Just behind the hill of the promontory into the lake, protected from the winds, is the building complex of Villa Serbelloni. The villa dominates the town's historic centre. It can be reached from Via Garibaldi. It was built in the fifteenth century in place of an old castle razed in 1375. Villa Serbelloni was later rebuilt several times. In 1788 it came into the possession of Alessandro Serbelloni (1745–1826) who enriched it with precious decorations and works of art of the 17th and 18th centuries. Today you can visit only the gardens. The trails, as well as the villa, lead to the remains of the 16th century Capuchin monastery and the Sfondrata, a residence built by the Sfondrati family indeed, overlooking the Lecco branch of the lake.
View of Bellagio. The building under the crown of the hill is Villa Serbelloni, believed to have been built on the site of Pliny the Younger's villa "Tragedy." His villa "Comedy" was down on the shore.
On the inside, elegant halls with vault and coffered ceilings follow one another accurately decorated in the style of the 17th and 18th centuries. All around, the park develops along most of the promontory of Bellagio with vast tracts of thick woods where the Serbelloni gardeners had traced paths which nowadays still lead the way amongst the small clearings and English style gardens.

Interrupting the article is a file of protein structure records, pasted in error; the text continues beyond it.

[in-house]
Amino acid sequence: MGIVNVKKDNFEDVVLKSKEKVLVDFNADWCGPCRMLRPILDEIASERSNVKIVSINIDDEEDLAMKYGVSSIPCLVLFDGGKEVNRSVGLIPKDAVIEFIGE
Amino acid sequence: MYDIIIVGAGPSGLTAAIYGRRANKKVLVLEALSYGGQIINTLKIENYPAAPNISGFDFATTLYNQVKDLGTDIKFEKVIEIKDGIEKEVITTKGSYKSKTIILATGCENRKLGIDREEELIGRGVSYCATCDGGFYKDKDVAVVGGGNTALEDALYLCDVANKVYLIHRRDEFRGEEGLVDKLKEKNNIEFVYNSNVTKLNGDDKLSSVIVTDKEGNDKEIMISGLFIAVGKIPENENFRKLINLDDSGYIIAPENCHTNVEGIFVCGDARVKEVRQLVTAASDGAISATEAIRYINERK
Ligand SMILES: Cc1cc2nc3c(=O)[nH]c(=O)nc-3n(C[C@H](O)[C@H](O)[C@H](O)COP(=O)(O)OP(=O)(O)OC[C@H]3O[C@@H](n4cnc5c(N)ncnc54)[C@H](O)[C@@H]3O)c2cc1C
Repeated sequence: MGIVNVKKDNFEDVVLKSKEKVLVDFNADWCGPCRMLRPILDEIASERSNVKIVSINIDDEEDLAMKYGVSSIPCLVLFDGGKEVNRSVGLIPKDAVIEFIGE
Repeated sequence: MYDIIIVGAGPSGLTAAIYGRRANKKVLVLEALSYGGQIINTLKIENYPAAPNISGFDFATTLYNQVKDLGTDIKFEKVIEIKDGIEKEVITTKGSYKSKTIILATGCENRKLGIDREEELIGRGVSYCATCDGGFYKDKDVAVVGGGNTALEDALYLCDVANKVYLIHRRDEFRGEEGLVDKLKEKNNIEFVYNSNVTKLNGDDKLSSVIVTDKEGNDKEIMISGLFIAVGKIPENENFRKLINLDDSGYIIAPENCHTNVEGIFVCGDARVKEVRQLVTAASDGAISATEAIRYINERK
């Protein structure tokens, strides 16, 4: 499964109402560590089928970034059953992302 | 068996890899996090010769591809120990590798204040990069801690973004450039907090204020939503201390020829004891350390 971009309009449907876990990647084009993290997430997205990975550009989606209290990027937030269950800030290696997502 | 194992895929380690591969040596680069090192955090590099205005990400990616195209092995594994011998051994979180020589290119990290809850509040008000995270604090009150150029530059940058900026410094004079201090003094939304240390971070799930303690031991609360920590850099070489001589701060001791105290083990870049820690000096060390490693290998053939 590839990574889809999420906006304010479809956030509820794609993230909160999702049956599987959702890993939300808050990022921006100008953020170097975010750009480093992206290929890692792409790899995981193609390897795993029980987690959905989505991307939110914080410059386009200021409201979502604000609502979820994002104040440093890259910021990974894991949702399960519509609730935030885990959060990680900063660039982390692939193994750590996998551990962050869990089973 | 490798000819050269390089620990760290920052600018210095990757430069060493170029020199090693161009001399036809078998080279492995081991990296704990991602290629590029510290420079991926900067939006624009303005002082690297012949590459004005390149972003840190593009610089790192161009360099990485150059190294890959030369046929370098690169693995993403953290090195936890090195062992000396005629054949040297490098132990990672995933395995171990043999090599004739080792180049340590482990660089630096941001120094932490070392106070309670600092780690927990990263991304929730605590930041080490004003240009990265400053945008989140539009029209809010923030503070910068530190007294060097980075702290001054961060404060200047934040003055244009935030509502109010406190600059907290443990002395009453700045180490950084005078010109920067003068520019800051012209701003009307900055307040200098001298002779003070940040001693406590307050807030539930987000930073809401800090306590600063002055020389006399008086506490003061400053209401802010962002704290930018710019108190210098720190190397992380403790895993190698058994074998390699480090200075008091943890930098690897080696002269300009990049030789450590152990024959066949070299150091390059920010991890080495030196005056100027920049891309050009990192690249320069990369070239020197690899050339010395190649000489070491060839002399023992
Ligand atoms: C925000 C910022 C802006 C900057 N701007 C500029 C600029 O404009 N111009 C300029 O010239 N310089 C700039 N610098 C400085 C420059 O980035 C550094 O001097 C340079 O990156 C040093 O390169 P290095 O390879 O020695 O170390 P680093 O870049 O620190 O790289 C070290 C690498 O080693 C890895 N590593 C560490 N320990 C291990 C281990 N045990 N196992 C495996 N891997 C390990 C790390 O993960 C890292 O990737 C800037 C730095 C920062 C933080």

As noted by Balbiani, rather than being a garden, it is a real "wood, opened by spacious and comfortable paths, and plants with all generations of high trunk trees”; amongst which, oak trees, conifers, fir trees, holm oaks, osmanti, myrtles and junipers, "… but above all trees, here situated is the pine tree, which, with its gnarled trunk acts as a screen against the storms”.
Occasionally, the vegetation thins out at panoramic points which overlook the two branches of the lake, offering a prospect from the slopes of the hill, where the rose bushes flower during the season with their varied colours. The roughness of the rocky plane along the winding path which goes up to the villa has not stopped the construction of terraces and flower beds with yews and boxes trimmed geometrically. Along the upper part of the park is a long row of cypress trees and some palm trees of considerable dimensions.
In 1905, the villa was transformed into a luxury hotel. In 1959 it became the property of the Rockefeller Foundation of New York at the bequest of the American-born Princess of Thurn and Taxis, who had bought it in 1930. Since 1960 the Bellagio Center in the villa has been home to international conferences housed in the former villa or in the grounds. In addition, outstanding scholars and artists are selected for one-month residencies year-round.
Quite different is the Grand Hotel Villa Serbelloni on the water's edge. A luxurious neo-classical villa built in the 1850s for an aristocratic Milanese family became the nucleus of the (then-called) Grand Hotel Bellagio, opened in 1873. The hotel retains its original Belle Époque fittings.